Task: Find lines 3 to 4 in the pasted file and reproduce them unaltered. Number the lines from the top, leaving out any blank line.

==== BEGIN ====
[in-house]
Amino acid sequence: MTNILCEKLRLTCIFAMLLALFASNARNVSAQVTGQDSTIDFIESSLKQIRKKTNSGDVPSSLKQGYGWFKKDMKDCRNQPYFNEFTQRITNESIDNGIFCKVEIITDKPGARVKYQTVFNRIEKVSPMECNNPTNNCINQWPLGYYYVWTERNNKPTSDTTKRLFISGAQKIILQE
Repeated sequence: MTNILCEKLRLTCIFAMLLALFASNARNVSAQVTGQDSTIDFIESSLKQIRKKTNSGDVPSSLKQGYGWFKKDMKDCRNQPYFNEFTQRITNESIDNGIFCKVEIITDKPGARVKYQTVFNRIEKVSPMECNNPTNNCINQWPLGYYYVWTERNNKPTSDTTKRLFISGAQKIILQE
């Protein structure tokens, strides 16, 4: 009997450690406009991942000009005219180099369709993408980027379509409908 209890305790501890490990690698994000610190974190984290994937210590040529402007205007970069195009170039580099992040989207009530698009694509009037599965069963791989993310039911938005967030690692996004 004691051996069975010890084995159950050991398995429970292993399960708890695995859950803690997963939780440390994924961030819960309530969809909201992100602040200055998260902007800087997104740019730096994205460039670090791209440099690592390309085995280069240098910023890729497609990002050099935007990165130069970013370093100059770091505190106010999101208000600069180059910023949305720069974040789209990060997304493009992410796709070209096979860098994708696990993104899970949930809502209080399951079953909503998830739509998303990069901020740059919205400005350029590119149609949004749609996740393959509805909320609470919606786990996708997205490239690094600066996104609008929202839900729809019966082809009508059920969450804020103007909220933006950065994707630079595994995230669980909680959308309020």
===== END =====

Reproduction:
Repeated sequence: MTNILCEKLRLTCIFAMLLALFASNARNVSAQVTGQDSTIDFIESSLKQIRKKTNSGDVPSSLKQGYGWFKKDMKDCRNQPYFNEFTQRITNESIDNGIFCKVEIITDKPGARVKYQTVFNRIEKVSPMECNNPTNNCINQWPLGYYYVWTERNNKPTSDTTKRLFISGAQKIILQE
């Protein structure tokens, strides 16, 4: 009997450690406009991942000009005219180099369709993408980027379509409908 209890305790501890490990690698994000610190974190984290994937210590040529402007205007970069195009170039580099992040989207009530698009694509009037599965069963791989993310039911938005967030690692996004 004691051996069975010890084995159950050991398995429970292993399960708890695995859950803690997963939780440390994924961030819960309530969809909201992100602040200055998260902007800087997104740019730096994205460039670090791209440099690592390309085995280069240098910023890729497609990002050099935007990165130069970013370093100059770091505190106010999101208000600069180059910023949305720069974040789209990060997304493009992410796709070209096979860098994708696990993104899970949930809502209080399951079953909503998830739509998303990069901020740059919205400005350029590119149609949004749609996740393959509805909320609470919606786990996708997205490239690094600066996104609008929202839900729809019966082809009508059920969450804020103007909220933006950065994707630079595994995230669980909680959308309020």